Review By Nick Thomas – Is Globalism Past Its Peak?

Climate change, piracy, illegal fishing, and plastics pollution are just some of the multiple problems facing the world’s oceans. Coordinated actions and policies are vital to try and address them, a recent IBC Business Briefings meeting discussed.

Held at the City Stacks bookstore in downtown Denver October 19, the meeting, attended by a group of internationally focused business leaders from the Denver Metro area, heard from two leaders in the fight for such coordinated action; Vicki Goldstein, founder and CEO of the Colorado Ocean Coalition Colorado Ocean, and Ernesto Penas Lado, Director of Policy Development and Coordination for the European Commission’s Directorate-General for Maritime Affairs and Fisheries.

“These are global problems and most of these challenges cannot be dealt with by the EU alone,” said Penas Lado who estimated the so-called “Blue Economy” as worth about $1.4 trillion a year in terms of maritime jobs around the world.

Finding global solutions to complex maritime problems can be very difficult, Goldstein agreed, citing the 2010 National Ocean Policy supported by President Obama as an example. “It is very difficult to coordinate enforcement.”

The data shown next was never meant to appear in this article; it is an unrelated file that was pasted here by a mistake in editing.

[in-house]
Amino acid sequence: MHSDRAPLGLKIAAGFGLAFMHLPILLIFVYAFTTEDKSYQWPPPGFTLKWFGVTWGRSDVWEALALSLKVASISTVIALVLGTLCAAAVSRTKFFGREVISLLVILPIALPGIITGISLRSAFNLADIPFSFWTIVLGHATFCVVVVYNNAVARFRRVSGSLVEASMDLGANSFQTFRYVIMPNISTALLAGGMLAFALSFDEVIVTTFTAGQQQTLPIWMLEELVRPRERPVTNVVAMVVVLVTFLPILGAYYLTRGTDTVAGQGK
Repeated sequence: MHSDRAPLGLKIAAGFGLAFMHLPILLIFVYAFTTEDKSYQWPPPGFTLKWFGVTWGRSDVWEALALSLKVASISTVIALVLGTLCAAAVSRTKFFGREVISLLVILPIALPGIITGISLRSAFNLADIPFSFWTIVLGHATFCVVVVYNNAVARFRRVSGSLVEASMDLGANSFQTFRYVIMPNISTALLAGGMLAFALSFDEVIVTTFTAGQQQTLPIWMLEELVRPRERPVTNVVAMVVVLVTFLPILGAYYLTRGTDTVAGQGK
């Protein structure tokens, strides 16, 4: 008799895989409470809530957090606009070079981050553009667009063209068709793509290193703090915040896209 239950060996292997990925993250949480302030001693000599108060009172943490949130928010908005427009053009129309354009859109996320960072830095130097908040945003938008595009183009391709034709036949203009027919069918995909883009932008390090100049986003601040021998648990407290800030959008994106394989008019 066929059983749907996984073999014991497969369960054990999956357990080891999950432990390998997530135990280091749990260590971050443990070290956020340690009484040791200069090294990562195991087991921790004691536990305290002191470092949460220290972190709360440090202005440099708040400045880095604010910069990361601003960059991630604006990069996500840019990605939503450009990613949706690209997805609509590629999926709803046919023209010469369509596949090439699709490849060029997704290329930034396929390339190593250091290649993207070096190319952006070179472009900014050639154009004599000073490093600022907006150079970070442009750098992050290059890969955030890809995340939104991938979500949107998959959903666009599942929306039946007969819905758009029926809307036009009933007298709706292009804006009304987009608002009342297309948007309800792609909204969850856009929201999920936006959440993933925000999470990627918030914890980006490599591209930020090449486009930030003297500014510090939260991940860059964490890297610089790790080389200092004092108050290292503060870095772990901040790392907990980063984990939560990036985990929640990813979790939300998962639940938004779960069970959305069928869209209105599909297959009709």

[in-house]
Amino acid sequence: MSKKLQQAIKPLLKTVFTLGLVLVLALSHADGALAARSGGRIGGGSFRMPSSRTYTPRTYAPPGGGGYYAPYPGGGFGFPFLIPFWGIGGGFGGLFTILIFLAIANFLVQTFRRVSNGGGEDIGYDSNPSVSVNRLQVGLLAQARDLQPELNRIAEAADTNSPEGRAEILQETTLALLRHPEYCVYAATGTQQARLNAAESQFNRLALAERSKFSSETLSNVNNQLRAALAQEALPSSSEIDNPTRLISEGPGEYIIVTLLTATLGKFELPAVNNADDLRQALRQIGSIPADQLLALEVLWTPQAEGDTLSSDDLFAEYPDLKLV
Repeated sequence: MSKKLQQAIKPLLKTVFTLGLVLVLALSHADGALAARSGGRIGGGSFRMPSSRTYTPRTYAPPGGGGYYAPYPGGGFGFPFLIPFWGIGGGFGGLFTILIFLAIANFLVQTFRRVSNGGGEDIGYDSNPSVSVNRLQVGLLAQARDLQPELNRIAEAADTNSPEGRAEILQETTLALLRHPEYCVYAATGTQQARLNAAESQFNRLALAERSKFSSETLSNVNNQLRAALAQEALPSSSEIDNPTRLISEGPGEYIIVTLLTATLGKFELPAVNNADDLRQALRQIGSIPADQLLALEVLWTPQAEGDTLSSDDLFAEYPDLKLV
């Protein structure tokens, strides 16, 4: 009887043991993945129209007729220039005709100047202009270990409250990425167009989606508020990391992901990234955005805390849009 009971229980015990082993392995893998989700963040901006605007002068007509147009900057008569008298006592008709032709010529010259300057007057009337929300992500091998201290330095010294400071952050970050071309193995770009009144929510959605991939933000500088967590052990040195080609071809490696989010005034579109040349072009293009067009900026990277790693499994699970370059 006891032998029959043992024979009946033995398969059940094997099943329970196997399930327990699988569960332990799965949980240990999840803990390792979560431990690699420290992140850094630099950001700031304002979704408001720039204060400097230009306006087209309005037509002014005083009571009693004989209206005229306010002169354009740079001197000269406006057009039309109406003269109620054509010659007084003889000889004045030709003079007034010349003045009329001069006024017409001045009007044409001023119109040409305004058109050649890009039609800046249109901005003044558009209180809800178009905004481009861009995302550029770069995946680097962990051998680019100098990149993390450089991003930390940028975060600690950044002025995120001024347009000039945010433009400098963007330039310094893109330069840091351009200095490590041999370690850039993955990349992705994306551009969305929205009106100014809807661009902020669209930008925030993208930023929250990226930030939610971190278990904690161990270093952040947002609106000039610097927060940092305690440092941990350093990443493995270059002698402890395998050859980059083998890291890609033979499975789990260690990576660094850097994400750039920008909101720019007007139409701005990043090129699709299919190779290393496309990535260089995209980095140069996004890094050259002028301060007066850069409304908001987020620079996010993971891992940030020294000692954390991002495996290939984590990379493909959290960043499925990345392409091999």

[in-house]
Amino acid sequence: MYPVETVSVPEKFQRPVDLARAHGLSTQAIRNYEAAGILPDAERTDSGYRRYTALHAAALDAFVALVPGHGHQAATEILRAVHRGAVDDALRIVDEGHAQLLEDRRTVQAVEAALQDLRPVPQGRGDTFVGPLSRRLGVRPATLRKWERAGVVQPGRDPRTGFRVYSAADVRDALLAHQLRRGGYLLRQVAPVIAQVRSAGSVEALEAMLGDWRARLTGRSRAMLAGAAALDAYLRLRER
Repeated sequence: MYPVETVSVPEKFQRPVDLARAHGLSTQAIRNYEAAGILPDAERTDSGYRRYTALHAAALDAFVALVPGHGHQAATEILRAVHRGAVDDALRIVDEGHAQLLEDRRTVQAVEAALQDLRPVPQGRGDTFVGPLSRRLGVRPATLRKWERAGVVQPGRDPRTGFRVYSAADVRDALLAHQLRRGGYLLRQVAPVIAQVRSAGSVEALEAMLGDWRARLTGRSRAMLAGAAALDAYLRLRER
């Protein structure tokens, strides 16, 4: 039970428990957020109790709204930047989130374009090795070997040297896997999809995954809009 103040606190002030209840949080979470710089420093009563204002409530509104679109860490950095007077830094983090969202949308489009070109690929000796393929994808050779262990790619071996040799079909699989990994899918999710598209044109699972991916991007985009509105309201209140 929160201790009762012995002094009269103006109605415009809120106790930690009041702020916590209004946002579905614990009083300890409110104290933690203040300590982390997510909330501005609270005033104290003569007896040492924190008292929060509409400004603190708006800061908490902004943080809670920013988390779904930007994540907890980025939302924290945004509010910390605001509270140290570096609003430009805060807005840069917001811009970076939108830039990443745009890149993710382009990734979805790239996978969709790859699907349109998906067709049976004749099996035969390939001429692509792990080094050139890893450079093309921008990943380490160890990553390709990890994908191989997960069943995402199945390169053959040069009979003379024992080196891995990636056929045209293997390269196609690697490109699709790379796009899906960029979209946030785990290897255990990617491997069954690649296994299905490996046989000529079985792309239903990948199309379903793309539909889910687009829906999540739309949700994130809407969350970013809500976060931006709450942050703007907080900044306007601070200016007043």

Still, there have been some notable successes with Penas Lado giving the example of South Korea which had consistently been fishing illegally in West Africa. When the country’s Ministry of Foreign Affairs and Trade was made aware by the EU that its reputation as a reliable partner in international trade was at stake, the South Korean government became “a role model of reaction” with a “spectacular change,” he said. Similar progress with other countries such as the US, China, and Japan has been slow at best, Penas Lado added.

Nevertheless, with 70% of the world covered by oceans and with so many jobs depending on the Blue Economy, it is vital to keep instilling a sense of community around the oceans, Goldstein said.

The EU was at its best when it focuses on big picture concepts such as the Blue Economy, Penas Lado added.

“It is important to promote the exchange of information and to never lecture (other countries),” he said, giving the examples of China and Senegal.

IBC member Richard Robertson, Director at Sybro, a consulting company focused on green technology, said such events are a great way to find out more about subjects which are already of personal interest.

“I love the ocean and am aware of its profound importance to life on earth but I wanted to learn more about how economic incentives are being used to drive sustainable use of our ocean resources,” he said. “I like the way these briefings bring together a cross section of private and public sector executives and how I get to learn from some great subject matter experts as well as from each of the other attendees.”

The Business Briefings discussion groups are a series of IBC events aimed at provoking discussion on major foreign policy topics. The next event will be held November 9 and will look at the foreign policy objectives of the new US administration a day after the Presidential Election.


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